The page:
In a further aspect, the classification definitions are in the form of a plurality of pre-classified defect images. In another aspect, the defect images are sorted into bins in a single operation without any additional presorting operation based on appearance being performed on the defect images. In a specific implementation, a growth rate for each bin is monitored. When a particular bin has a growth rate that is significantly higher than the other bins, an alarm that indicates that the particular bin has a significantly higher growth rate is triggered.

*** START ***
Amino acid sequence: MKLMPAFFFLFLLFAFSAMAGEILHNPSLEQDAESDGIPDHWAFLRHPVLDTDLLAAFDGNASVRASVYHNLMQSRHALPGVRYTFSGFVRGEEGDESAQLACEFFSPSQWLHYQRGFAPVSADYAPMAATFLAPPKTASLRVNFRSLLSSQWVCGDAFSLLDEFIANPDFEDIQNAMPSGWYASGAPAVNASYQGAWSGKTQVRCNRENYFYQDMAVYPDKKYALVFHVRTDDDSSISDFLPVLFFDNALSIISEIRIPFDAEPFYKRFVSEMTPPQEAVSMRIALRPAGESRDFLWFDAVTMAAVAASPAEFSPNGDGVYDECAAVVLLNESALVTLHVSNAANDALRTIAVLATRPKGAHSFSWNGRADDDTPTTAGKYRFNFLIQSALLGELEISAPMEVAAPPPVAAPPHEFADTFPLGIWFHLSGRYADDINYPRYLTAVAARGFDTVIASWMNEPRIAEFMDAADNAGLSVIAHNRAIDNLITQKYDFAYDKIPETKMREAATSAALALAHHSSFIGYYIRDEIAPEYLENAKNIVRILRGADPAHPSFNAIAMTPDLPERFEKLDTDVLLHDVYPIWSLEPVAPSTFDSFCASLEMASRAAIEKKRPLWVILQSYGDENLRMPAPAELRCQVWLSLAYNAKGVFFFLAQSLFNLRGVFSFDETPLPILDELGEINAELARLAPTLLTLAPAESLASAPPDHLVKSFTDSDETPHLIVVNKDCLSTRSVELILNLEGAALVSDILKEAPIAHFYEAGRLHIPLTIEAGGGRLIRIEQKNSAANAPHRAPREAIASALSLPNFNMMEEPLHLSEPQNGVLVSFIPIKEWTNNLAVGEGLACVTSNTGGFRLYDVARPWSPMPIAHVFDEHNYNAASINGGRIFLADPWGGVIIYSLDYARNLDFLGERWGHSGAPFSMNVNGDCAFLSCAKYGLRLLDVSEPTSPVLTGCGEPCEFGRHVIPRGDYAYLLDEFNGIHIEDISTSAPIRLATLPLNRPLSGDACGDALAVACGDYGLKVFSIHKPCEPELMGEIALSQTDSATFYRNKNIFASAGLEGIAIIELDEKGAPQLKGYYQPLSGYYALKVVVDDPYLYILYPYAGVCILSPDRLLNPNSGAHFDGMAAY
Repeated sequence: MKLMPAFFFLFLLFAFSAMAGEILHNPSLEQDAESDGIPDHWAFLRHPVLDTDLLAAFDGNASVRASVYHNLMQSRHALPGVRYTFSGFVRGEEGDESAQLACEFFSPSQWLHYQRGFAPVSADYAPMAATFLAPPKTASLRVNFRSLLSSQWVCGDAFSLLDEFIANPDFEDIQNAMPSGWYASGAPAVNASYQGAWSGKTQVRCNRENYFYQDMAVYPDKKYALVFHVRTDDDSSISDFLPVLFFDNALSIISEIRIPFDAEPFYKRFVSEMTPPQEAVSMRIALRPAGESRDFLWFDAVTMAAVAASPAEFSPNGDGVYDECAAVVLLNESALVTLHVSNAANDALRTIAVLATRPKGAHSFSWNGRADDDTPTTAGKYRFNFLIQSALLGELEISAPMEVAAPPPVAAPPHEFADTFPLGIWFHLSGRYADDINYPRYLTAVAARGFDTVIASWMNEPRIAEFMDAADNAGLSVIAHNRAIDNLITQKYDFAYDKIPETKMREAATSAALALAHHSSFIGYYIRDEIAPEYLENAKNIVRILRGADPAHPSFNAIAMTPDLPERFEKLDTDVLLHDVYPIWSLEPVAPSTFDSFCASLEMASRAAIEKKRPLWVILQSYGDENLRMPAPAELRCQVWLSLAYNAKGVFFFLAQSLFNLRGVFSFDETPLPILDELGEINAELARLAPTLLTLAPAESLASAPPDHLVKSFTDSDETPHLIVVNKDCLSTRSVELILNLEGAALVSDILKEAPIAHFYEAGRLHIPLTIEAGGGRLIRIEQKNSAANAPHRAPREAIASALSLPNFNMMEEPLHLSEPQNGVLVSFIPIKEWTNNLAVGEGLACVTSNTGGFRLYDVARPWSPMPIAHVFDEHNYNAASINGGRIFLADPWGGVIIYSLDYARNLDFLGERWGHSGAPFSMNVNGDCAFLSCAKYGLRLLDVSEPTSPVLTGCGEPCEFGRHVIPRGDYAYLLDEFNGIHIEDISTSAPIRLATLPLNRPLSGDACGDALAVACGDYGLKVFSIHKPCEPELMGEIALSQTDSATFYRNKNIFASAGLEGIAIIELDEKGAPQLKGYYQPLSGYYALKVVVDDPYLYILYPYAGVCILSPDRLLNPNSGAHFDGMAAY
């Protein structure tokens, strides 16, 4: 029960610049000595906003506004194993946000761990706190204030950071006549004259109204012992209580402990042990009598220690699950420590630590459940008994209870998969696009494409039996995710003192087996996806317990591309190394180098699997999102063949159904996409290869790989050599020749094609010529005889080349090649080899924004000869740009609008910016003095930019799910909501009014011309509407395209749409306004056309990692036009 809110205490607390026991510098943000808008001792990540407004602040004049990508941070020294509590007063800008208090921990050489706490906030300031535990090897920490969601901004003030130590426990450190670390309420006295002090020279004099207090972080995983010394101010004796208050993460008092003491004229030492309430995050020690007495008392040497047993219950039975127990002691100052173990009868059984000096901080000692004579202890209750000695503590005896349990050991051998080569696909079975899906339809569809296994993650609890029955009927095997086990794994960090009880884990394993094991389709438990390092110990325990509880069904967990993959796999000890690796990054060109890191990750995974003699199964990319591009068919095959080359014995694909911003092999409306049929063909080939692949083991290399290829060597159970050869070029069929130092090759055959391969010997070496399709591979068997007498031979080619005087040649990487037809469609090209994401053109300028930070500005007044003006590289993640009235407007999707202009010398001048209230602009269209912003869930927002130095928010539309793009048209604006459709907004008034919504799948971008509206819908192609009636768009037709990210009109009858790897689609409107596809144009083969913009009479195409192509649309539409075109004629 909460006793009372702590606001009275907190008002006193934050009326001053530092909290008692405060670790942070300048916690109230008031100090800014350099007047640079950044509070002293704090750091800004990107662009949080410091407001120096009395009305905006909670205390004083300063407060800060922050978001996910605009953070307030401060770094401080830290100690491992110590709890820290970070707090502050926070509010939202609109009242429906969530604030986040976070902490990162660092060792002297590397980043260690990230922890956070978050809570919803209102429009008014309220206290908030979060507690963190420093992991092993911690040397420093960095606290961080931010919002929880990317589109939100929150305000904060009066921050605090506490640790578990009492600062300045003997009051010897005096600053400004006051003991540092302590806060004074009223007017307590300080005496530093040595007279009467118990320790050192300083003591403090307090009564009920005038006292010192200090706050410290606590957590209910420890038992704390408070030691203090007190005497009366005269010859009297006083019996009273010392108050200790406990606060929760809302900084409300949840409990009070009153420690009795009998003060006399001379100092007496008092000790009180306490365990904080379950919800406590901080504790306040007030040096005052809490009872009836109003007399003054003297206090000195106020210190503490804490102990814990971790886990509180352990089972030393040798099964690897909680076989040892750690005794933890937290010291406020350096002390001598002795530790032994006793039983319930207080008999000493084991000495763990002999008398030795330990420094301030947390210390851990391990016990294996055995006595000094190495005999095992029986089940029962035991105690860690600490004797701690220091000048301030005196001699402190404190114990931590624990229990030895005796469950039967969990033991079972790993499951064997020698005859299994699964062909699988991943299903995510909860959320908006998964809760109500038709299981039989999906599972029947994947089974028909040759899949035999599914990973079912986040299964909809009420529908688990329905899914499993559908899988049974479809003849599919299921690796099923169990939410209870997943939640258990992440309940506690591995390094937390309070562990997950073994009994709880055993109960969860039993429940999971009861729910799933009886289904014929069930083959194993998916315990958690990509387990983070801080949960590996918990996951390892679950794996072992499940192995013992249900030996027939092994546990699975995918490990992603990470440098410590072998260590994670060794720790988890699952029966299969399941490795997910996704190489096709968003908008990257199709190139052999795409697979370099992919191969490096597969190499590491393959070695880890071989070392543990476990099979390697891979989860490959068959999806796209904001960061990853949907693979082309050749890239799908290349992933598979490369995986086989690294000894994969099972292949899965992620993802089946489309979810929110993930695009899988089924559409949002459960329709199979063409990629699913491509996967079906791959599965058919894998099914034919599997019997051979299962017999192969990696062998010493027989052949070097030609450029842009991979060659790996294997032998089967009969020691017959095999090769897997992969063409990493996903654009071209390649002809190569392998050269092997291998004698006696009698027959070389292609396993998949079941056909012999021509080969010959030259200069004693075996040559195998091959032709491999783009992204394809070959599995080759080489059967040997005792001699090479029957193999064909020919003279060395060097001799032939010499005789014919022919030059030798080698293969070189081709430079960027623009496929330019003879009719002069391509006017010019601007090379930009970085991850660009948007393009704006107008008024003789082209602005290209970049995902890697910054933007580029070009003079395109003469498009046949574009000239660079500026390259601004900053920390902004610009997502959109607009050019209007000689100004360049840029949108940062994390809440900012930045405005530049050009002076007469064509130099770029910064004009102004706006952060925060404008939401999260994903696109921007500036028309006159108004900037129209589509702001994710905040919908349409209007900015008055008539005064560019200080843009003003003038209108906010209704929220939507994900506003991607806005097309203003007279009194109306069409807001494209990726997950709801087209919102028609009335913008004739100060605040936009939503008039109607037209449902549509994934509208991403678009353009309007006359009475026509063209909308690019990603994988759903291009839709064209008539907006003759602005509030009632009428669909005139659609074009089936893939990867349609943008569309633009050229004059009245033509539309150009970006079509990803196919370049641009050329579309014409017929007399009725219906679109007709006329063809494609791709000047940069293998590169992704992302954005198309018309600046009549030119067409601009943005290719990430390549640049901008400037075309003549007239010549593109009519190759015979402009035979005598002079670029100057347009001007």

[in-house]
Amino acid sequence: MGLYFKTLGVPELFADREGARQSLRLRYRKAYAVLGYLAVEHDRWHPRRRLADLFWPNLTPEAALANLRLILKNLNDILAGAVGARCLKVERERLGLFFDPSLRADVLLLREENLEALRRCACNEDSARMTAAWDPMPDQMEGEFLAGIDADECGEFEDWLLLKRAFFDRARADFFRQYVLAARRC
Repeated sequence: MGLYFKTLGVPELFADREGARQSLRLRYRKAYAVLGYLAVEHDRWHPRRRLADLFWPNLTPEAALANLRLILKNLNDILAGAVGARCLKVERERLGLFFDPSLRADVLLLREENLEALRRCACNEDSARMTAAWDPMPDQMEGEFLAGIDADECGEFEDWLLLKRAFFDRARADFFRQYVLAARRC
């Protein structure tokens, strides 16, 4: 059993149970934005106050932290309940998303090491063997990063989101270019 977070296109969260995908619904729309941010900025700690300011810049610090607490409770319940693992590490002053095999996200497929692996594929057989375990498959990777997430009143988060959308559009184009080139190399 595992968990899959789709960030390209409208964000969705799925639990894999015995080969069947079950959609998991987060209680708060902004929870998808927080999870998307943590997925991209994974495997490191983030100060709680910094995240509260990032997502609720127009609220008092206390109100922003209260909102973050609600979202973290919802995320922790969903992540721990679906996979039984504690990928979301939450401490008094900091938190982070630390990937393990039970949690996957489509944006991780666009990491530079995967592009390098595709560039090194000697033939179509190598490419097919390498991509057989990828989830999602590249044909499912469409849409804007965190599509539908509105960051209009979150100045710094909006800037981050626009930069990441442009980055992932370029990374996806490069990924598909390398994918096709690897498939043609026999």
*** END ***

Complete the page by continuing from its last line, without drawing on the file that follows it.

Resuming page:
In a further implementation, a centroid is associated with each bin. The centroid representing the feature vectors of the defect images within the each bin. In one aspect, ach centroid of each bin represents an average or mean of all feature vectors within the each bin. In yet another embodiment, one or more defect images which have a same appearance as a target defect image are found. The one or more defect images which have a same appearance as a target image and their associated identifying data are analyzed to determine a cause of the target defect image. In a specific implementation, the one or more defect images which have a same appearance as a target defect image are found by finding one or more centroids which most closely match the target defect image's feature vector. The one or more defect images which have a same appearance as a target defect image are from the bins which have an associated centroid which most closely matches the target defect image's feature vector.